In the late 1970s, Widener Library compiled a periodical price index from its own payment records, compared it with some published indexes, and, while significant differences in average prices were found, there was also a very strong correlation with the rate of price changes over the period 1967 to 1977. Using regression, Widener predicted its1977 average periodical prices with mixed results. This paper updates the Widener index with data, from 1978 to 1982, compares the Widener index to two published indexes, finds justification for continuing to compile its own index, and concludes that because Widener's average prices were predicted with good results for the last four years using a national index, it can reduce the staff's effort needed to produce the index by testing for accuracy once every five years. To be useful in budget preparation, this scheme is dependent upon the continued timely publication of the national index as well as adherence to the present local budget preparation schedule.
The following article outlines the basic steps in the identification and preparation of a wide variety of archival and library materials for microreproduction. No attempt has been made to introduce the reader to the language or technology of micro-film; that subject has been well covered elsewhere (an annotated bibliography is included for overview). Much of the information which follows is common sense in nature but perhaps for that reason is often casually applied or completely overlooked. The guidelines will mainly benefit the curator with no previous microfilming experience, but may also serve as a convenient checklist for the experienced processor or as a basis for development of a more detailed in-house manual. In each case, the goal is to eliminate unnecessary duplication of effort and to facilitate the production of more accurate and usable microforms.
There are machine-readable materials of various kinds that cannot be treated adequately under the rules of chapter 9 of the Anglo-American Cataloguing Rules, second edition. This article is concerned with the cataloging of materials known as floppy diskettes and used with Apple computers. In order to create temporary entries for the library of the Division of Library & Information Management at Emory University, the diskettes were analyzed in terms of each component of the bibliographic description, and comparisons were made between the existing rules and the materials in hand to see where they requiwrl modification. Suggestions emerged for different treatment of the Chief Source of Information, General Material Designation, Edition, Material Specific Details (not currently used at all for this type of material), Physiral Description, and Access Points. Permitting catalogers greater flexibility with machine-readable materials may help accommodate the multiplicity of products, rapidly changing technologies, and varying needs of users.
In contrast to the extensive discussion of the AACR2 provisions for bibliographic descriptions and for forms of headings, less attention has so far been given to its rule, for the choice of access points. A flowchart approach, developed by the authors for teaching purposes, is presented as a means of analyzing the decision logic for selecting main entries. Suggestions are offered for ameliorating some problems of ambiguity, apparent inconsistencies, omissions, unnecessary inclusions, definitions, and sequencing of rules.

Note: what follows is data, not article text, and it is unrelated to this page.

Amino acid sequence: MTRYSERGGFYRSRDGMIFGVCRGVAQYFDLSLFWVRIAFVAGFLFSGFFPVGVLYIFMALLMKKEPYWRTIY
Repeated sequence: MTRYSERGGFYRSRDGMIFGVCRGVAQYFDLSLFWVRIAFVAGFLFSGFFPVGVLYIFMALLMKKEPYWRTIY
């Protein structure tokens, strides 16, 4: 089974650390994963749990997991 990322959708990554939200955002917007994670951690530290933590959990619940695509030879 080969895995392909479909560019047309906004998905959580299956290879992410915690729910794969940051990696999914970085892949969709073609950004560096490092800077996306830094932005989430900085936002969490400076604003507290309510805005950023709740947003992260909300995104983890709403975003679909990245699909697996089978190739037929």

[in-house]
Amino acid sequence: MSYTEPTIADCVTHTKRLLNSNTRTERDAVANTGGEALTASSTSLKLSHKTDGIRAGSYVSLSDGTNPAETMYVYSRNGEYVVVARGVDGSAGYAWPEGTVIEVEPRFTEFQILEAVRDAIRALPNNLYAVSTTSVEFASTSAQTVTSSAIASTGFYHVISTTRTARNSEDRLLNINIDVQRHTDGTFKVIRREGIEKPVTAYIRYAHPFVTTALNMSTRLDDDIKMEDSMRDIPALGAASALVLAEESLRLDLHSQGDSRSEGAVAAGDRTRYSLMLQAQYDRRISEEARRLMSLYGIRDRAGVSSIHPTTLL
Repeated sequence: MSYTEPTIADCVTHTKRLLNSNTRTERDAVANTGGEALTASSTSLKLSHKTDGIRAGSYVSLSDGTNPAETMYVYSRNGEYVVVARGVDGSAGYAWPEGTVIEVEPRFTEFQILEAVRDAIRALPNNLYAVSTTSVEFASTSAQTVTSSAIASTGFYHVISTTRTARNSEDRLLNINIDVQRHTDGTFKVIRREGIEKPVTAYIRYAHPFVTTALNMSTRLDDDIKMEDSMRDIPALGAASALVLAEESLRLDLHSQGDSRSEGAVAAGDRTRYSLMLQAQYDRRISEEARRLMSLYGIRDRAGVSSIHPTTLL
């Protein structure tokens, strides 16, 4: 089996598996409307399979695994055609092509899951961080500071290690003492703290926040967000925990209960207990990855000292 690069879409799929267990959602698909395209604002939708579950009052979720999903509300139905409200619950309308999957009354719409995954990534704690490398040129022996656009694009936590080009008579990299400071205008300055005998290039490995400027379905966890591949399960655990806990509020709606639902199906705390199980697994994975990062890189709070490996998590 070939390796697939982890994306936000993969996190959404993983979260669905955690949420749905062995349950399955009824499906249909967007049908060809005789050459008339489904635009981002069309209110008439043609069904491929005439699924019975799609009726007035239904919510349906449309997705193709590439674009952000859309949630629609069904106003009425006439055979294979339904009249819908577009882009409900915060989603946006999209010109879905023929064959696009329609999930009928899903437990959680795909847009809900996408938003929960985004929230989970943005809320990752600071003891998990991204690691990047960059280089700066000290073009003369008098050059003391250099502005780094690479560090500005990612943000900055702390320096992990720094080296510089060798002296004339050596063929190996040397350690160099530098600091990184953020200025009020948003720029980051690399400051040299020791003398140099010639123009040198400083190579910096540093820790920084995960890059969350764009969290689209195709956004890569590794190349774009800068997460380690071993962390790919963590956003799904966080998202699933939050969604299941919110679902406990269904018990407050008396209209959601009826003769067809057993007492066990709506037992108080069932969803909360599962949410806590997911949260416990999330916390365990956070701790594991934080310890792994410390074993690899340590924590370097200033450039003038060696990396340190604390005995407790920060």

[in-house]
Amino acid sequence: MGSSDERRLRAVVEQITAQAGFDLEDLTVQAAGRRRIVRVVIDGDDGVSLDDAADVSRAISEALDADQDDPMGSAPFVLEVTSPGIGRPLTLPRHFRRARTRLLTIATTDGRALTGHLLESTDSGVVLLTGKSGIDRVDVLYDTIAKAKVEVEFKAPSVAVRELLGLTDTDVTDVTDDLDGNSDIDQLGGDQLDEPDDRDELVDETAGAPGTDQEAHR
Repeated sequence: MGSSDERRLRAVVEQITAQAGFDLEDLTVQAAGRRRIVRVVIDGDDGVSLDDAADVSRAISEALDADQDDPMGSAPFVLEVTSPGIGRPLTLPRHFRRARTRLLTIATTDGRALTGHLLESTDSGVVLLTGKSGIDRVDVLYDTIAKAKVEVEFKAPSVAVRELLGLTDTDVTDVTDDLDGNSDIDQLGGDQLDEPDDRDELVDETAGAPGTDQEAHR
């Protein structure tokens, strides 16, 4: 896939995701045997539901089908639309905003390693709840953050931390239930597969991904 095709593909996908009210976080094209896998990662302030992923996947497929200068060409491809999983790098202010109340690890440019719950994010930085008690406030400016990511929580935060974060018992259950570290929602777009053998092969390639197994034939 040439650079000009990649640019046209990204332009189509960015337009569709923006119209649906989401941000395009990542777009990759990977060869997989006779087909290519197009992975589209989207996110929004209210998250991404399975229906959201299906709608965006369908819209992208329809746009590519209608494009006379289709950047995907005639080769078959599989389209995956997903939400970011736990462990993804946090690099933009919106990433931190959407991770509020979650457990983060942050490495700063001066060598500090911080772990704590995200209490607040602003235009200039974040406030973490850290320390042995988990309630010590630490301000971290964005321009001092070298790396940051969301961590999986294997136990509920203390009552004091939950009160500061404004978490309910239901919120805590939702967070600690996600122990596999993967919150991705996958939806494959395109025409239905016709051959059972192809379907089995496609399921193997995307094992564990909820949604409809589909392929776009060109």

The Washington Library Network online authority control system used for the COM catalog at Washington State University is an efficient tool for managing a research library catalog. The authority file maintenance work is accomplished through the cooperative effiorts of librarians in participating network libraries and the staff of the WLN Bibliographic Maintenance Unit. The link between the authority file and the bibliographic file facilitates catalog changes for network libraries.
Automatic acquisition of library materials in the form of approval plans and blanket orders is now widespread throughout American libraries with more than 80 percent of university libraries using these methods. The impact of such programs for European materials on collection development policies and acquisition procedures is discussed. European blanket order programs faced many problems in the latter half of the 1970s, with the result that many academic libraries began to fear they had lost control of these programs and decided to reevaluate their effectiveness. Some libraries, each as the Memorial Library at the University of Wisconsin-Madison, have canceled about half of their programs, while others, such as the University of Illinois at Urbana-Champaign Library, have revamped and expanded them. The specific problems of returns, exclusion of government and research institute publications, duplication of automatic acquisitions with firm orders, serial orders and publications with multinational imprints are addressed. The careful construction of subject profiles, review of materials, and the imposition of spending limits are designated as key means to gain control over automatic acquisition of European materials as well as to aid in collection development planning.